Unfortunately, when it comes to landing a job, there’s more to it than just sending out your resume and immediately getting hired for the position. Sometimes you need to go through rigorous aptitude, compatibility, and skillset testing before you get hired, and sometimes you need to go through a series of interviews.
Now that you’ve got your interview lined up, you’ve learned that the meeting is through Skype because the company is out of your city, and maybe you’re applying for a remote position. If you’ve never had a Skype interview, you might not know what to expect. Here are some suggestions.
In the Days Before the Interview
The days leading up to your interview could be a bit nerve-wracking for you. You might spend a lot of time thinking about how difficult the meeting is going to be or if you’re ready. You also may find yourself stressing about possible interruptions. Don’t worry, remain calm. Here’s what you need to do before your interview.
- Do Company Research: Before your interview, it’s essential that you spend a good amount of time researching the company. Ideally, you should know it inside and out so you can prove to those conducting your interview that you care enough about the position to do your research.
- Prepare all Questions: Throughout the duration of your interview, it’s likely that you get asked what questions you have. If you prepare your questions ahead of time, you should be able to ask three or five of them. Keep in mind that the interviewers could answer questions you have during the interview, so you should have additional ones prepared so it doesn’t look like you weren’t paying attention.
- Get Rid of “taylorswiftfan18”: If you’ve never had a Skype interview before, there’s a good chance that your Skype username is geared towards something that suits your personality, or that you like. Before the interview, update any names and usernames to reflect a professional adult.
- Test the Application: There’s nothing that could be more awkward and troublesome than experiencing technical difficulties as you’re having an important job interview. You can never guarantee that issues won’t arise, but as long as you’re prepared, you can prevent them. Consider doing a test call with a friend or family member so you can make certain that your audio and visuals are working. Also, that’s a perfect time to spend a few minutes getting to know the application if you’re new to it.
- Carefully Select Your Spot: One of the most important parts of your interview is going to be the spot you choose. You shouldn’t sit in front of anything that takes away from your professionalism, or in front of anything that’s going to pull the distraction away from you. The area should be clean, quiet, and also have good lighting. If you live with roommates, try asking them if they wouldn’t mind leaving the place to you for an hour, or you can ask your local library if they have a private room for an interview.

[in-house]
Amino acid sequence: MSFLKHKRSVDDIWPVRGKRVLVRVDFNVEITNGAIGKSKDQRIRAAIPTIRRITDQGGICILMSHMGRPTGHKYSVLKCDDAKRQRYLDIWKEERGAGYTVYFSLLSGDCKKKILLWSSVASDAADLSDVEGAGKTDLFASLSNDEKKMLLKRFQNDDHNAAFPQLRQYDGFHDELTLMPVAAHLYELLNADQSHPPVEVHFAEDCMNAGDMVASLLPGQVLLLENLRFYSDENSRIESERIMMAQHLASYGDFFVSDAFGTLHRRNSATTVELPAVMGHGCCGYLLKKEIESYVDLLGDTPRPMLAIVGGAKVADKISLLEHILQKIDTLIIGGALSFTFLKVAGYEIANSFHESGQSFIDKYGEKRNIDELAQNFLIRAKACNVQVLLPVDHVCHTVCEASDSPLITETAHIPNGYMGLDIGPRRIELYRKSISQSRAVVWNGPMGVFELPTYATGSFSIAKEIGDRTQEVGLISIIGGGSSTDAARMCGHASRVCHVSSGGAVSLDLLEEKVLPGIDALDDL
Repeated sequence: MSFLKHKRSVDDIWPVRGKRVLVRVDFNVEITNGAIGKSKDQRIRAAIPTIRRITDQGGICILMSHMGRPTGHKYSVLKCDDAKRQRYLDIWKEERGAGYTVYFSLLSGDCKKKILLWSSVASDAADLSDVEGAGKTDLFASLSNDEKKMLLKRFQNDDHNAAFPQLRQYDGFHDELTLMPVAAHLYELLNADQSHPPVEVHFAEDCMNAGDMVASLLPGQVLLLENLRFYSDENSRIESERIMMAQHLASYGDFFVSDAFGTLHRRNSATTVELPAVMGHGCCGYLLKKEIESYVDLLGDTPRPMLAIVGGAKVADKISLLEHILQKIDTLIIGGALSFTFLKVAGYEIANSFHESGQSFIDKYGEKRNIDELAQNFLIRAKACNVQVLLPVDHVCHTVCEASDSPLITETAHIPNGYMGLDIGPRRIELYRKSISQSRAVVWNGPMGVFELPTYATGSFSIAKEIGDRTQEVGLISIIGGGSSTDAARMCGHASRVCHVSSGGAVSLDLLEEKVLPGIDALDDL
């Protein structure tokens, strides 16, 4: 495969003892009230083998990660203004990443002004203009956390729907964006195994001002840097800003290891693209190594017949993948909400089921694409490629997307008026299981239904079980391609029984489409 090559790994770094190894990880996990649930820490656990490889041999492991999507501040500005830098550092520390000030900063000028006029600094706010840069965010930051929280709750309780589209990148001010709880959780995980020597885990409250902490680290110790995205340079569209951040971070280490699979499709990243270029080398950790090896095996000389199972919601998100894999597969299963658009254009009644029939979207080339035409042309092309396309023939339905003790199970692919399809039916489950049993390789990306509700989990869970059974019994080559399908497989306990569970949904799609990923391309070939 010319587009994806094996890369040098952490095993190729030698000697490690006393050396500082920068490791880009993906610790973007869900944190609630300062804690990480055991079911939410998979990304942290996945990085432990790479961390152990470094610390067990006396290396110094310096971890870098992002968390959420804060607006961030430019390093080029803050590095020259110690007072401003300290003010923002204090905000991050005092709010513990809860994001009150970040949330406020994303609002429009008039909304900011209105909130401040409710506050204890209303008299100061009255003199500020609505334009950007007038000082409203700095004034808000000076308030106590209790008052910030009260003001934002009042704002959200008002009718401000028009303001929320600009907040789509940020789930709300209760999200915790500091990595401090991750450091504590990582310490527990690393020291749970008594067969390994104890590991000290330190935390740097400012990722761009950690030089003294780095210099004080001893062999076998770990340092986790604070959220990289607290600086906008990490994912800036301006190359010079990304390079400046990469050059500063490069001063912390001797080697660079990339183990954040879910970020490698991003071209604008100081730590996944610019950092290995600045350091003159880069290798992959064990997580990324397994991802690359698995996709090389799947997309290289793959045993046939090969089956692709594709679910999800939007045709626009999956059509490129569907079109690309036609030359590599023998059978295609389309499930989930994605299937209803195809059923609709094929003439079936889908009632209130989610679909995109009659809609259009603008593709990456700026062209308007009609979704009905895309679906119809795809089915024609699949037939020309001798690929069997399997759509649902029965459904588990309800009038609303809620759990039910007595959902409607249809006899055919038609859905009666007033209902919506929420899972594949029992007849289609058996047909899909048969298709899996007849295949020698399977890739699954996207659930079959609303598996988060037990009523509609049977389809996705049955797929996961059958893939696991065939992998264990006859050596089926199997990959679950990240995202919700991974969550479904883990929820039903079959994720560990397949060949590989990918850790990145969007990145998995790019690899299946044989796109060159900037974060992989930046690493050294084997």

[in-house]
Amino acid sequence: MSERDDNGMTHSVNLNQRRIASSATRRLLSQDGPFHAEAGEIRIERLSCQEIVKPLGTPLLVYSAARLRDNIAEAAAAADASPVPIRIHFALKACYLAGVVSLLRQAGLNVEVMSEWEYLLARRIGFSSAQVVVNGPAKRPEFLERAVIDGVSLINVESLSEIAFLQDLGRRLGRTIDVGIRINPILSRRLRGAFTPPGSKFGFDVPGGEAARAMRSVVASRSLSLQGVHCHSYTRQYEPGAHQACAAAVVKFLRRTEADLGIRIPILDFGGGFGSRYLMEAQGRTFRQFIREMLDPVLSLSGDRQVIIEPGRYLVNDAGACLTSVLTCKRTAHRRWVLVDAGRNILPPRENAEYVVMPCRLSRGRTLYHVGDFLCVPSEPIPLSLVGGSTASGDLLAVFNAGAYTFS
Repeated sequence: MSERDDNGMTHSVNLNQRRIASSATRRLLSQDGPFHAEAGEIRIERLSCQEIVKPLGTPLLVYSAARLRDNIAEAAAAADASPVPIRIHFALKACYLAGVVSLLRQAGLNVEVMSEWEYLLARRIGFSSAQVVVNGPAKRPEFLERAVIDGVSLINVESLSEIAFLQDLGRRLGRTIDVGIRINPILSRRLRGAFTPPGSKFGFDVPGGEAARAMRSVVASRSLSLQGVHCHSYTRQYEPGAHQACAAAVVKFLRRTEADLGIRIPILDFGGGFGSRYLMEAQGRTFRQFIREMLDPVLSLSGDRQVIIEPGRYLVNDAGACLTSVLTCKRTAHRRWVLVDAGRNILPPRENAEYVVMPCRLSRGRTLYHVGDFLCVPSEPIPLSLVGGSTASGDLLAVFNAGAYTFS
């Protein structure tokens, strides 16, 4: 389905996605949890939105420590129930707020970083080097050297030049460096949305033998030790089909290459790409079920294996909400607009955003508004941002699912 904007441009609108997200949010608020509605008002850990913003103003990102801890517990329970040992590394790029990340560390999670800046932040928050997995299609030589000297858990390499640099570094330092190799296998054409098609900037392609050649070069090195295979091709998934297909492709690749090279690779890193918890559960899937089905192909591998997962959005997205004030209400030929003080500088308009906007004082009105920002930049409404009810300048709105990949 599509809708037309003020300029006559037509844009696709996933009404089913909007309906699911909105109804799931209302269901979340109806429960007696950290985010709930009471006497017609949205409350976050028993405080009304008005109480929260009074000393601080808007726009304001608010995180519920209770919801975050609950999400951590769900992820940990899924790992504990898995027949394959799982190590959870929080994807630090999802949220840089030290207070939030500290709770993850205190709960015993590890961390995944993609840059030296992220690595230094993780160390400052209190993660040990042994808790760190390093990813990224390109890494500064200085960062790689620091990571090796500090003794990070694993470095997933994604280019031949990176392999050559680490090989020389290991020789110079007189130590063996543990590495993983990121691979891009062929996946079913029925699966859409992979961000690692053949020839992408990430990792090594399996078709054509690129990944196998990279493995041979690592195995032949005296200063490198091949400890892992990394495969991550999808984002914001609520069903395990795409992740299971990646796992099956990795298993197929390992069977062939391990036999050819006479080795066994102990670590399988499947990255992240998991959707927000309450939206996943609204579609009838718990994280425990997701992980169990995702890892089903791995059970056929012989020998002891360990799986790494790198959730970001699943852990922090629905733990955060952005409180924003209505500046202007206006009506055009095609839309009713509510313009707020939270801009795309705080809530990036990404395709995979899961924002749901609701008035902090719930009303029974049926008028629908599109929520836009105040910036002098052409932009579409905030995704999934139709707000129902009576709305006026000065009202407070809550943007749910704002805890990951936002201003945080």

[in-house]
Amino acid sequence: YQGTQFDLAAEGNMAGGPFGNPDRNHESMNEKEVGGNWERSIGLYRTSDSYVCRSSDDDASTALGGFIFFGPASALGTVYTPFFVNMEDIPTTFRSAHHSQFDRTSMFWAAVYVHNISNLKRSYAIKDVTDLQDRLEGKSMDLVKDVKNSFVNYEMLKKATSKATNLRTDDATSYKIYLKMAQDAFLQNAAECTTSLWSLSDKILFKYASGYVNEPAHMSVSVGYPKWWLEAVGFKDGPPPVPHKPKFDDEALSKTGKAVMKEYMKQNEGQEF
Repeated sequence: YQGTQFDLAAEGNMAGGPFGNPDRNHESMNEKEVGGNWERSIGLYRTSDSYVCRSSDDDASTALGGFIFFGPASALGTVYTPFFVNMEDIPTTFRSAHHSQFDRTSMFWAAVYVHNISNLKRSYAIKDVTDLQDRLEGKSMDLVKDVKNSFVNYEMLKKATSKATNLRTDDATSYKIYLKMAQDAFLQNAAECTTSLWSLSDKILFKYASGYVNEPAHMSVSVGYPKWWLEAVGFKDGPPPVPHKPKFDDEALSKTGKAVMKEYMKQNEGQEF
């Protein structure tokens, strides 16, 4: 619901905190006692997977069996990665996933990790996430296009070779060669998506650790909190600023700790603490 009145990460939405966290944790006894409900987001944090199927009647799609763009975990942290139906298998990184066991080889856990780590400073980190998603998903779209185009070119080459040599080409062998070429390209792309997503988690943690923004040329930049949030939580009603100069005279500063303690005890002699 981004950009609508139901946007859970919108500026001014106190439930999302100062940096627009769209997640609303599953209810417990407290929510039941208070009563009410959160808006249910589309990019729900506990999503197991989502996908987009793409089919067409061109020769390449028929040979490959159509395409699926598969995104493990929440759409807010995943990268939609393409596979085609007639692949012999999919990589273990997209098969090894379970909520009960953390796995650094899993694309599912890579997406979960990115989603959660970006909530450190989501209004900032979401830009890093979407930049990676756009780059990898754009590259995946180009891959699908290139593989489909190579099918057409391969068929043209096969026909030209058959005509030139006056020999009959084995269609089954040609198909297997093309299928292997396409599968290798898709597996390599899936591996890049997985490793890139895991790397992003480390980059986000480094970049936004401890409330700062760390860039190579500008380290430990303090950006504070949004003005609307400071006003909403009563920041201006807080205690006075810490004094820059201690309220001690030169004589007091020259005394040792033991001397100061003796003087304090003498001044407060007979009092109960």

The Day of Your Interview
You’ve gotten everything prepared in the days leading up to the interview, and now you’re ready to have it. So, what do you do to finalize your set up on the day of the meeting? Keep reading.
- Wake up a Few Hours Before: You might not need to commute to the interview, but that doesn’t mean you should sleep until an hour before it starts. You need time to get ready, drink your coffee, eat, and feel refreshed. You should be in the right mindset for your interview, and time allows that.
- Put Your Pants on: This might seem like a no-brainer, but it’s Skype, and maybe you want to be like the popular YouTube stars who wear sweats on the bottom. It’s nice to be comfortable during your interview, but if you get dressed for the occasion, your brain psychologically prepares you for the meeting.
- Prepare Your Location: Finish any last minute clean-up and area preparation that needs to get done, and have a glass of water close to you. There also shouldn’t be any pets wandering in the background or barking loud enough to distract your interviewer. Make sure that you have a pen and paper with you so you can take notes where they’re needed.
- Be Ready: The clock is ticking down, and it’s almost interview time. Get your computer set up and ready for your interview, and review your pre-interview notes and questions one more time. Make sure that your vocal chords get warmed up if you haven’t talked before your meeting. You should have Skype up and running at least ten minutes before your interview starts.
Congratulations! Now that you’ve successfully completed your first Skype interview, you can send a gracious thank you email to the interviewer. That simple email gives you the opportunity to reinforce any of the key points that you made in your interview. Make sure you remember not to send too much, but do send one. The next thing that you can do is relax. You did it, and it probably went great. Good luck!